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  Table of Contents  
Year : 2014  |  Volume : 5  |  Issue : 1  |  Page : 1-3  

Sorafenib and sunitinib: A dermatologist's perspective

Department of Dermatology, Command Hospital, Pune, India

Date of Web Publication30-Jan-2014

Correspondence Address:
Vijendran Pragasam
Department of Dermatology, Command Hospital, Pune 411 040
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Source of Support: None, Conflict of Interest: None

DOI: 10.4103/2229-5178.126017

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Sorafenib and sunitinib are inhibitors of tumor angiogenesis have recently generated curiosity regarding its role in cutaneous toxicities, which has severely affected the daily activities resulting in interruption or dose modification of therapy in renal cell carcinoma and hepatocellular carcinomas. We discuss the pathophysiology, adverse cutaneous effects and their grading, potential high risk factors, role of gene polymorphism, critical period of hand-foot skin reaction development and their management.

Keywords: Burgdorf reaction, hand-foot skin reaction, palmar-plantar erythrodysesthesia

How to cite this article:
Pragasam V, Verma R, Vasudevan B. Sorafenib and sunitinib: A dermatologist's perspective. Indian Dermatol Online J 2014;5:1-3

How to cite this URL:
Pragasam V, Verma R, Vasudevan B. Sorafenib and sunitinib: A dermatologist's perspective. Indian Dermatol Online J [serial online] 2014 [cited 2021 Oct 25];5:1-3. Available from: https://www.idoj.in/text.asp?2014/5/1/1/126017

   Introduction Top

The multikinase inhibitors (MKI) sorafenib and sunitinib are important inhibitors of tumor angiogenesis that target vascular endothelial growth factor receptor (VEGFR)-2 and VEGFR-3, platelet-derived growth factor receptor-beta (PDGFR)-β, protein-serine/threonine kinases family designated rapidly accelerated fibrosarcoma (RAF) Fms-like Tyrosine Kinase-3 and proto-oncogene or tyrosine-proteinkinase (c-KIT) They have been approved for use in malignancies such as renal cell carcinoma, hepatocellular carcinoma and gastrointestinal stromal tumor. [1] These anti-cancer drugs are part of the standard management protocol for maintaining remission of these malignancies. However, they can cause a variety of cutaneous toxicities such as hand-foot skin reaction (HFSR) and non-HFSR. Although, HFSR does not appear to directly affect survival, it can impact quality of life and lead to MKI dose modification or interruption.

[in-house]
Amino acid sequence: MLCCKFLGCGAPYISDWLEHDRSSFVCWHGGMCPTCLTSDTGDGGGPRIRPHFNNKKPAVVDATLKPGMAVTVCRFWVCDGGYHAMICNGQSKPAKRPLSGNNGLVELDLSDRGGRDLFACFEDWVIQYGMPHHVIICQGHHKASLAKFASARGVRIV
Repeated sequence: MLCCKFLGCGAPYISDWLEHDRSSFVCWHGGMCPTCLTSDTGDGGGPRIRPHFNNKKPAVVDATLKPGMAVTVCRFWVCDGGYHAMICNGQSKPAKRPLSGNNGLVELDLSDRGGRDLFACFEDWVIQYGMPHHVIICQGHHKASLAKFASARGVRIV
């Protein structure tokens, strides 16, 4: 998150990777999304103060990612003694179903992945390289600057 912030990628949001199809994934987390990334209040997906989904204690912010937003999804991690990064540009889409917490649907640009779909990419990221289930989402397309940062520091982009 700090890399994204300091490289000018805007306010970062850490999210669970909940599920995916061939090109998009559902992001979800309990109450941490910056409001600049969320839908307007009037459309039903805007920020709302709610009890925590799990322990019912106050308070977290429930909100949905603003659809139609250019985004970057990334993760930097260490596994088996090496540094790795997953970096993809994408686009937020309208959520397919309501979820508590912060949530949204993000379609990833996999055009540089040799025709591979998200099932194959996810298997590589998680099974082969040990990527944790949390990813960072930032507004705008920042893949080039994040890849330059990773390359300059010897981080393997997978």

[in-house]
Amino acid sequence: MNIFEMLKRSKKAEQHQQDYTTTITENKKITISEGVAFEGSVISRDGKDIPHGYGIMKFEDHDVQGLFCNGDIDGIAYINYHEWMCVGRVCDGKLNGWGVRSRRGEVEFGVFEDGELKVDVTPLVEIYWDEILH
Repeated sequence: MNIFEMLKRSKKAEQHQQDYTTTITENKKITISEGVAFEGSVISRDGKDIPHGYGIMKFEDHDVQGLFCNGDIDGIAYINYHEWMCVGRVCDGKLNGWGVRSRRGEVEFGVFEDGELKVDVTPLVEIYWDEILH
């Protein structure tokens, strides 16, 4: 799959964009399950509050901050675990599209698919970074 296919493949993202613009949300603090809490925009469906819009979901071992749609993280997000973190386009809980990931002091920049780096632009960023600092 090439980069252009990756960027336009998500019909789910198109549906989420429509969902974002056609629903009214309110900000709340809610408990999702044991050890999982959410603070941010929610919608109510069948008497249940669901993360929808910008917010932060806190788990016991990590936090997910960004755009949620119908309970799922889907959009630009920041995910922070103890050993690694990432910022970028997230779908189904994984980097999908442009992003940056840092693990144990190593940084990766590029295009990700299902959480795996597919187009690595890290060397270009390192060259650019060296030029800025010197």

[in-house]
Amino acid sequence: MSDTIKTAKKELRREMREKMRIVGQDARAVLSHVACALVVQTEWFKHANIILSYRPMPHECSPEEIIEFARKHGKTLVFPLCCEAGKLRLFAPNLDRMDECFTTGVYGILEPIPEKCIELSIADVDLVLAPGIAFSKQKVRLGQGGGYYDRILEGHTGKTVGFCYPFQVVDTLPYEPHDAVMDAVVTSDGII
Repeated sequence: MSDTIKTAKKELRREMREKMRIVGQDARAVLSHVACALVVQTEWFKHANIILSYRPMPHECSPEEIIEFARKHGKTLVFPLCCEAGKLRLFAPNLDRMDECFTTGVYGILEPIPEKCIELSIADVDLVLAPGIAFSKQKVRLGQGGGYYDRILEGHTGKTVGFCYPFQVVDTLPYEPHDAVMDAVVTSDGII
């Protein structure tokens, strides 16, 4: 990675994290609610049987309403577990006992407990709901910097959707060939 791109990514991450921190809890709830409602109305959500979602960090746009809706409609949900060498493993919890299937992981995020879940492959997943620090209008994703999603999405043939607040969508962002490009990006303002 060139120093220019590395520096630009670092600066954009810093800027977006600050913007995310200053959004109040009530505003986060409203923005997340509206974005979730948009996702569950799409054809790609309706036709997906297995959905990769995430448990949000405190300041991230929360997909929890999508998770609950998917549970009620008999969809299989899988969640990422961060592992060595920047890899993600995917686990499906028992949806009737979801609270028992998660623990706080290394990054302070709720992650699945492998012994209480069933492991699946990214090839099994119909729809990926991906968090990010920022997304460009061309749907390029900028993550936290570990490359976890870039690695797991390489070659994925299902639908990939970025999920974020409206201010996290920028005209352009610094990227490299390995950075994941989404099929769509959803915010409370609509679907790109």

Pathophysiology Top

The hypotheses put forward in the causation of HFSR and non-HFSR by sorafenib and sunitinib includes (a) inhibition of mitogen-activated protein kinase, stress-activated protein kinase, and VEGF pathways. This results in keratinocyte proliferation and focal apoptosis leading to non-HFSR adverse effects such as keratosis pilaris, epidermal inclusion cysts, and keratoacanthomas. (b) sorafenib inhibits c-kit or RAF kinase that results in keratinocyte injury and is seen histopathologically as focal epithelial damage with dyskeratotic keratinocytes and reactive epithelial changes in the basal layer of the epidermis and in eccrine sweat ducts. [2],[3],[4] (c) sunitinib induces endothelial-cell apoptosis in animal-tumor models, and pathologic changes observed suggest that dermal-vessel alteration and apoptosis might be due to direct anti-VEGFR or anti-PDGFR effects on dermal endothelial cells.

Causes for cutaneous toxicity and acral predilection

Potential high risk factors associated with cutaneous toxicities caused by sorafenib and sunitinib may be due to (a) higher circulating concentration of the drug and longer half-life in the skin (72 hours as compared to 20-36 hours in other organs). (b) Increased toxic local concentrations of these drugs in eccrine sweat glands which express c-KIT and PDGFR [2],[3],[4] (c) Hair depigmentation is thought to be caused by blockade of c-kit signaling which is important for melanocyte proliferation, differentiation and pigment production. (d) Yellow discoloration of skin is due to active drug and its metabolite. (e) Genetic polymorphisms of the tumor necrosis factor-alpha (TNF-α), VEGF, and Uridine diphosphate glucose glucuronosyltransferase 1 family, polypeptide A9 (UGT1A9) genes have also been identified as high risk for severe toxicity. [5]